Slate's Farhad Manjoo has written a provocative new article arguing that the Obama administration won't be able to knock down the "death panel" myth and should stop talking about it entirely:
[H]e's going after folks in the middle—people who've heard about the death panels but aren't sure what to believe. Will his defense work on those people? Perhaps a few of them. He'll probably convince some Americans that death panels are a myth—but at the same time, Obama's very public refutation of the story is bound to raise its profile. Death panels have now become front-page news... And as several studies in psychology have shown, people often mistake familiarity for veracity. That's why fighting a rumor can sometimes backfire: If we hear something often enough—even if it's in the context of a refutation—we're likely to think it's true.
That's the dilemma Obama faces in trying to debunk the lies surrounding the health care debate. In True Enough, my book published last year, I argued that despite techno-utopians' many high hopes, modern communications technology—talk radio, cable TV, and the Web—have fractured society along ideological lines. Because we can now get our news from sources that reflect our political views—and we can avoid sources that we find suspect—lies and misinformation tend to proliferate and linger. I examined several case studies—the Swift Boaters, the conspiracy theories surrounding 9/11, and claims that George W. Bush stole the 2004 election—and concluded that it's now easier than ever before for people to live in worlds built entirely of their own facts. We're becoming impervious to rational opposition. Once a substantial minority of the population believes a lie, it achieves the sheen of truth and becomes nearly impossible to debunk.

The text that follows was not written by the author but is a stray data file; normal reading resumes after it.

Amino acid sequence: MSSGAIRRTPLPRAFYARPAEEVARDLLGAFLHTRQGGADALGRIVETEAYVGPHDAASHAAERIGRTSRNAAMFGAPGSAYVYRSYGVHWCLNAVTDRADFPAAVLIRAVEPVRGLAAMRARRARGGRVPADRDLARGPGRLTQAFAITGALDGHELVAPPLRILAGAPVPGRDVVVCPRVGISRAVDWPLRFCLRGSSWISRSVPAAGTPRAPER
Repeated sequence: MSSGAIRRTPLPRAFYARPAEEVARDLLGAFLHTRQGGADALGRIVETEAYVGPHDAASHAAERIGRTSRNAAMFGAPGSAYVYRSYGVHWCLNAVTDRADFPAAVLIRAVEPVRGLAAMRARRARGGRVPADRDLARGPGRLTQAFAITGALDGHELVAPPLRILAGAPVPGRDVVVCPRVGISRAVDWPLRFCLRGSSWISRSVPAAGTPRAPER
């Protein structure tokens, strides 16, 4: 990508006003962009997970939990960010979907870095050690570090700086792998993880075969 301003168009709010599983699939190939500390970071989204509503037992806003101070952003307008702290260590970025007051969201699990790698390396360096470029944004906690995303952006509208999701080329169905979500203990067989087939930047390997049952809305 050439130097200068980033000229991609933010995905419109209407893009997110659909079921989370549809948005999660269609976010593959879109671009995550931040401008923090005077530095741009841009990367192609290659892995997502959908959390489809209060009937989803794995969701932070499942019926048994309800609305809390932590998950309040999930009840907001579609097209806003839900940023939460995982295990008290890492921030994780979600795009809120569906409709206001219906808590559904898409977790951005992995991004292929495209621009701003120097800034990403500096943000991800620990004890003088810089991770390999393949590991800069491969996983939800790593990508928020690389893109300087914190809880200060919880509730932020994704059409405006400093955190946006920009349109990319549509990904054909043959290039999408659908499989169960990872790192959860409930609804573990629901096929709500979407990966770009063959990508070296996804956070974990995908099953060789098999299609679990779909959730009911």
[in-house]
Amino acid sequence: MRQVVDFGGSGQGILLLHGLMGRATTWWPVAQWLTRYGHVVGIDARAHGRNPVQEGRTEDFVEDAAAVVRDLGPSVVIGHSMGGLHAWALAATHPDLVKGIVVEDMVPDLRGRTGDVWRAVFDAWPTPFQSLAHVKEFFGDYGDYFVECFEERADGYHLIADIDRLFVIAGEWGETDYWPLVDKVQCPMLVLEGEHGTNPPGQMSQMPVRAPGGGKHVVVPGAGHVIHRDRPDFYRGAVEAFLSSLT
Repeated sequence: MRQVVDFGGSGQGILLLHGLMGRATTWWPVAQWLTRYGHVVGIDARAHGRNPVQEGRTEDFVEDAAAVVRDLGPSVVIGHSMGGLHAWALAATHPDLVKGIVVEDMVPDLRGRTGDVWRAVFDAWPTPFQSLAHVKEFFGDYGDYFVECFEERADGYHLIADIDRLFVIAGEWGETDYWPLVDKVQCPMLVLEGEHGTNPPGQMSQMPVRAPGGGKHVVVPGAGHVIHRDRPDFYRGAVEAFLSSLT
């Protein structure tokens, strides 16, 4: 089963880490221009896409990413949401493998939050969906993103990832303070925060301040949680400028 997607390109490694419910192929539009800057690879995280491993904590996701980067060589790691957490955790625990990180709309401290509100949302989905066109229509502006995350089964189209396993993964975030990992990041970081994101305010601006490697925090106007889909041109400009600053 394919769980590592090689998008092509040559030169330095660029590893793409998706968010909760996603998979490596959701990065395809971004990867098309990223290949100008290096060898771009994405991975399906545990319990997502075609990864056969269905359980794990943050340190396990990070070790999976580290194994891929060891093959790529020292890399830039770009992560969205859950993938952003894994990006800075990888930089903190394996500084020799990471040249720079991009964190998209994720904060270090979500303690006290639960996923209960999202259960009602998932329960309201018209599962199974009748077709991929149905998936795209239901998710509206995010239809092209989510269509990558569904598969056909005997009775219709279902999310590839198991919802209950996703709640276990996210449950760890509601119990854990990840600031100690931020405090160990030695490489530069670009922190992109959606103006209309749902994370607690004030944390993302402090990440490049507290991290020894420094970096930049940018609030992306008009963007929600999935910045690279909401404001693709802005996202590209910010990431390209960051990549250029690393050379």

Now we're seeing that dynamic play out in the health care debate: Myths have taken root, and the White House is having lots of trouble fighting them. Over the last couple of weeks, the administration has tried various efforts to stem the spread of misinformation. It has made videos, sent e-mails, had its spokespeople go on TV, and asked supporters to report "fishy" claims. Now Obama himself is on the stump calling out the lies. Nothing has worked. During the last few years, I've spoken to many experts on the proliferation of rumors. Based on those conversations, I've got some simple advice for Obama: Shut up about the death panels already. Don't keep fighting this rumor. You've lost—and the more time you spend trying to make things better, the worse off you'll be.
Manjoo knows what he's talking about -- True Enough is an excellent primer on the ways in which people resist unwelcome information and the consequences of that resistance for contemporary politics. There's certainly a very good argument that the administration's efforts to correct potent misperceptions like the "death panel" are doomed to failure. And Manjoo is correct that the administration's correction strategy is increasing the salience of the myth, which creates the potential for making the situation worse.
With that said, though, I wouldn't argue that the White House should "shut up" entirely and let these myths circulate unchallenged. A passive response by Obama could encourage administration opponents to promote new misinformation and start the cycle anew. By contrast, I'm hopeful that the elite-based name and shame strategy that I've advocated (see here and here) could potentially reduce the incentives for these sorts of campaigns.
(Disclosure: Manjoo cites my research with Jason Reifler [PDF] on the difficulty of correcting misperceptions.)